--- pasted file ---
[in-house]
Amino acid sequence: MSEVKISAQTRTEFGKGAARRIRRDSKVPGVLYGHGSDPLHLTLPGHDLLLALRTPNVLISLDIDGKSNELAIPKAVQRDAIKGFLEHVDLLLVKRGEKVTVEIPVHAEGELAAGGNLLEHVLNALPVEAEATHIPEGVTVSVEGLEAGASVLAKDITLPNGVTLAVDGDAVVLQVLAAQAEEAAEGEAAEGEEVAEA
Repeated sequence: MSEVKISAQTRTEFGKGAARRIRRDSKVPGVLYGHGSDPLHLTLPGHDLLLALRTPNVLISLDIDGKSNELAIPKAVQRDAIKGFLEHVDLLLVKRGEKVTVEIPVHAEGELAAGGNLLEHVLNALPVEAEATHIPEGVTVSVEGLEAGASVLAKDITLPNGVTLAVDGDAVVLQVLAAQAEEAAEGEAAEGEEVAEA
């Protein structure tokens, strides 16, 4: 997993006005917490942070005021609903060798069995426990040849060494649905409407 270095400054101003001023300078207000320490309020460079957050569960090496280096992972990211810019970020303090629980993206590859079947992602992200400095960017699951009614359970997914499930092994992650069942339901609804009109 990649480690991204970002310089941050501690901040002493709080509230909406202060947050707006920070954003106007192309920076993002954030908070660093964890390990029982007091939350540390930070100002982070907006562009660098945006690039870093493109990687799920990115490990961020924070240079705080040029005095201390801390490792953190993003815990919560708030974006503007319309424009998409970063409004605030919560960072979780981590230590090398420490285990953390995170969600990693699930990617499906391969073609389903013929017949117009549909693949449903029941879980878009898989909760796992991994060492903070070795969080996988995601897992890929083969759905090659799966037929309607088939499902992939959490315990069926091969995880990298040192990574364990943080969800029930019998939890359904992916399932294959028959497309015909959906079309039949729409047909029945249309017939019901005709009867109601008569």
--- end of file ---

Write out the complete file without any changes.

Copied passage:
[in-house]
Amino acid sequence: MSEVKISAQTRTEFGKGAARRIRRDSKVPGVLYGHGSDPLHLTLPGHDLLLALRTPNVLISLDIDGKSNELAIPKAVQRDAIKGFLEHVDLLLVKRGEKVTVEIPVHAEGELAAGGNLLEHVLNALPVEAEATHIPEGVTVSVEGLEAGASVLAKDITLPNGVTLAVDGDAVVLQVLAAQAEEAAEGEAAEGEEVAEA
Repeated sequence: MSEVKISAQTRTEFGKGAARRIRRDSKVPGVLYGHGSDPLHLTLPGHDLLLALRTPNVLISLDIDGKSNELAIPKAVQRDAIKGFLEHVDLLLVKRGEKVTVEIPVHAEGELAAGGNLLEHVLNALPVEAEATHIPEGVTVSVEGLEAGASVLAKDITLPNGVTLAVDGDAVVLQVLAAQAEEAAEGEAAEGEEVAEA
């Protein structure tokens, strides 16, 4: 997993006005917490942070005021609903060798069995426990040849060494649905409407 270095400054101003001023300078207000320490309020460079957050569960090496280096992972990211810019970020303090629980993206590859079947992602992200400095960017699951009614359970997914499930092994992650069942339901609804009109 990649480690991204970002310089941050501690901040002493709080509230909406202060947050707006920070954003106007192309920076993002954030908070660093964890390990029982007091939350540390930070100002982070907006562009660098945006690039870093493109990687799920990115490990961020924070240079705080040029005095201390801390490792953190993003815990919560708030974006503007319309424009998409970063409004605030919560960072979780981590230590090398420490285990953390995170969600990693699930990617499906391969073609389903013929017949117009549909693949449903029941879980878009898989909760796992991994060492903070070795969080996988995601897992890929083969759905090659799966037929309607088939499902992939959490315990069926091969995880990298040192990574364990943080969800029930019998939890359904992916399932294959028959497309015909959906079309039949729409047909029945249309017939019901005709009867109601008569």